Though the scope of making profits from this venture is huge, he follows one golden rule: he promotes his machines only through women’s cooperatives.

“The idea is not only to make money but to bring about an attitudinal change,” he says.

Muruganantham believes only a woman can reach out to other women when it comes to discussing issues like menstruation. Of course, he considers himself an exception to the rule (and indeed he is).

A room’s space is exactly what he needs to bring about a habit change, generate employment at the grassroots level and make these women financially independent — and address a huge issue of the governance of women’s hygiene in the country.

Back at the Sara Saria workshop, the red ribbon tied outside the old wooden door of the room — now the working space of eight young volunteers from the village — is cut by the eldest woman of the house, Ashok Kumar’s mother, Atrwas Devi, 75.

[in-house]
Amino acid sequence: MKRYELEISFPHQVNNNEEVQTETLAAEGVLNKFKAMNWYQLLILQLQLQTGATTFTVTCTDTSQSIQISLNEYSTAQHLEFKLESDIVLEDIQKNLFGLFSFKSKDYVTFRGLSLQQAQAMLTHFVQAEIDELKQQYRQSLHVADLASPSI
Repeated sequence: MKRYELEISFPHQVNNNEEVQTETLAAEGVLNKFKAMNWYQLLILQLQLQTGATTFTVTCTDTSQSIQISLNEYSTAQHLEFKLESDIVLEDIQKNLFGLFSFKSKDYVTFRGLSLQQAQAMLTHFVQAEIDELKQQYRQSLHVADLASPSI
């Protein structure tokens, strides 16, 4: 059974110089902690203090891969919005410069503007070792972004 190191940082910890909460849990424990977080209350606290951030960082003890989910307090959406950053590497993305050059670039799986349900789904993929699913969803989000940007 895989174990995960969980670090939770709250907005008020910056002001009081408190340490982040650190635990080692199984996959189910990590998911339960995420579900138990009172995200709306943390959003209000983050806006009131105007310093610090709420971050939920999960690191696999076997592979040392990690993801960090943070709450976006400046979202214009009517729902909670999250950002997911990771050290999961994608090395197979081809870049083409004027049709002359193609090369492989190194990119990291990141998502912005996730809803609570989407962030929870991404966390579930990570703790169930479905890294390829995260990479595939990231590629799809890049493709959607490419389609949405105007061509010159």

Muruganantham demonstrates how his machine works to the women who will then manufacture the low-cost sanitary napkins on it

Muruganantham demonstrates how his machine works to the women who will then manufacture the low-cost sanitary napkins on it

khatima (19) khatima (26) khatima (28)

Attending to the guests on the occasion was Sonia Suryavanshi, Ashok Kumar’s 26-year-old daughter who spearheaded this concept in the village, going house-to-house to spread awareness about menstrual hygiene.

“The reason why women here still use cloth during menstruation is due to their habits and not because of lack of money,” says Suryavanshi. “This is a fairly prosperous village and they all know about the problems they may face using cloth, but they do not want to switch to a sanitary napkin.”